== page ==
With the formalities thus dispatched, it was on to the show! After a relatively straightforward welcoming cocktail – a pisco sour – we began our journey through “Munchies,” “Flavors & Textures,” “Pre-Dessert,” “Dessert,” and “Sweet Endings.” Though the menu changes from time to time, many of the dishes have earned long-standing places in the lineup at this point. Although your experience may vary from ours, here’s what we had:
– Beet “tumbleweed.” This nest of shredded beets has a salty flavor and a mildly fried texture, but the basic sweetness of the beet shines through. Good, but it reminded me of shoestring sweet potato fries.
– Olive Oil “Bon-bon.” The first example of the kind of cooking that put minibar on the map in the first place. Isomalt sugar is used to encase Spanish olive oil in a droplet shape, which is then served atop a bed of powdered vinegar. Pretty freaking awesome.
– “Mojito.” Another example of ‘molecular gastronomy’ (I swear, that’s the only time I’ll use the phrase), this sphere of carbonated beverage is contained in an alginate that allows it to sit like a grape until you pop it into your mouth and let the fizzy drink burst over your tastebuds.
– “Bagels and Lox.” A definite favorite among our group, this course was more about confronting expectations of texture and shape than any out-there technique. The photo from before the jump shows a bagel-cone filled with whipped cream cheese, salmon roe toasted sesame seeds and a sprig of dill. The flavor combination is classic, the presentation is unique.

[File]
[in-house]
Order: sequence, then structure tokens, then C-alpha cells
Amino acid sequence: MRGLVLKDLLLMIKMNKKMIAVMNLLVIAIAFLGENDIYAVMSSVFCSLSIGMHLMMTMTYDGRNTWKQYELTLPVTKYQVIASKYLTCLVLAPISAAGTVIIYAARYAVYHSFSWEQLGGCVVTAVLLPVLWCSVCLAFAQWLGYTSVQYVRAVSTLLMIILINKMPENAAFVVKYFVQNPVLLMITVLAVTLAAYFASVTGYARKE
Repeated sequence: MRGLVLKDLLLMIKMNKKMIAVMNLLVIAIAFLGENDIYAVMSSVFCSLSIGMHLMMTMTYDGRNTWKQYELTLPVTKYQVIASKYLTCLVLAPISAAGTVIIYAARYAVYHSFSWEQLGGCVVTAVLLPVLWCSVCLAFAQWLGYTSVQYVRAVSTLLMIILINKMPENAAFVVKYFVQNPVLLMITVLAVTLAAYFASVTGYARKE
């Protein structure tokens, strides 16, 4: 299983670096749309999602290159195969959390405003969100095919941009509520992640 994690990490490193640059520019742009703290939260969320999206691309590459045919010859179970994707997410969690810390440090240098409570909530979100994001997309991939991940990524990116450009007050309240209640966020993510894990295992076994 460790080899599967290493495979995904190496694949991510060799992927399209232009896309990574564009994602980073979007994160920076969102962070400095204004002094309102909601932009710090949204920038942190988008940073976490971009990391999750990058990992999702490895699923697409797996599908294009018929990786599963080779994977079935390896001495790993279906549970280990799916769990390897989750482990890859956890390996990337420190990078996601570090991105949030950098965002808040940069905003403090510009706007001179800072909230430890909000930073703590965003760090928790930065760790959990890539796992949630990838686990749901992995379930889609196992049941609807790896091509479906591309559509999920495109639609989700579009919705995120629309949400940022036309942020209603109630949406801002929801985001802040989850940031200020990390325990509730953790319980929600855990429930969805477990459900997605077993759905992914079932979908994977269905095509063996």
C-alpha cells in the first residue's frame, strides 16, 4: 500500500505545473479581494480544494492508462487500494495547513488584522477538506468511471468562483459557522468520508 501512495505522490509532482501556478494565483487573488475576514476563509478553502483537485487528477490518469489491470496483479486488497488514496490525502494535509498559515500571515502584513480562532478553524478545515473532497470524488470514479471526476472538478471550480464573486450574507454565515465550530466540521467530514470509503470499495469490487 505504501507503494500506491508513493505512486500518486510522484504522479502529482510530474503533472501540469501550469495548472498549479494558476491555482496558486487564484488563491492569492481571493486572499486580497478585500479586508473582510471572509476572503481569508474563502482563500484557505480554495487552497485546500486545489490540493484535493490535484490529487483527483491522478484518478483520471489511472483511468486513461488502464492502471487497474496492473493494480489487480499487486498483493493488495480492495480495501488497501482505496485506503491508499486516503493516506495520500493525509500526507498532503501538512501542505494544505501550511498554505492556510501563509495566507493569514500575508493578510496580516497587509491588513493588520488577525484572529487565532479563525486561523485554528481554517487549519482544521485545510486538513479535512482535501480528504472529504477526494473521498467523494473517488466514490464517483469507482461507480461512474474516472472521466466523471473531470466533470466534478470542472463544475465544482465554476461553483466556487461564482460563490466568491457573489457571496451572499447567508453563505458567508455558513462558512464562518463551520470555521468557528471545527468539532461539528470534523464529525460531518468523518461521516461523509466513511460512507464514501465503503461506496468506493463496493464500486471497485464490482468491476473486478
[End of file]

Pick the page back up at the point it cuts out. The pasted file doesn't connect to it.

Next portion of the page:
– Blue Cheese and Almond. Marcona almonds are pureed and formed into little bowls using liquid nitrogen, then filled with a creamy blue cheese and topped with some additional shaved almonds. Brad and Ryan encouraged us to eat this one quickly…the shells melt as they thaw.
– “Dragon’s Breath” popcorn. If you saw Bourdain at minibar on “No Reservations,” you know the effect of liquid nitrogen being shot through these little balls of caramel corn. “Eat it in one bite, then look at each other and exhale through your nose,” came the directions. We did, and everyone got a good laugh.
– “Cornbread.” Chris Rock hit the nail on the head: Ain’t nothing wrong with that. In their presentation, cornbread takes on a variety of textures: a firm cake at the base, a creamy layer, and a topping of crushed corn nuts. The flavor was salty and sweet at the same time.
– Boneless chicken wing. Another dish that highlights good old-fashioned technique in lieu of artifice and ingenuity. The wings are marinated for days and the bones are slid out just prior to grilling. When it comes time to serve them, the skin is brushed with a sugary glaze and crisped under a kitchen torch. A dollop of yogurt sauce and some fresh herbs make this an accessible but tasty dish.
– Steamed brioche bun with caviar. The steamed bun, filled with a light custard, is airy and warm. Topped with osetra caviar and a scoop of salt-lemon air, this is one of those dishes that makes you sit up and take notice – everything from the presentation to the flavor screams “effort.”
– Cotton candy eel. A love it or hate it dish, it features eel and shiso brushed with eel sauce (surprise) and finished in a carnival-style cotton candy maker. It’s crazy to think about biting into cotton candy and coming away with a savory bite of eel (not the most accessible fish to begin with!), but somehow they make it work. The biggest complaint: the eel was a bit juicy inside the cotton candy, leading to some dripping issues.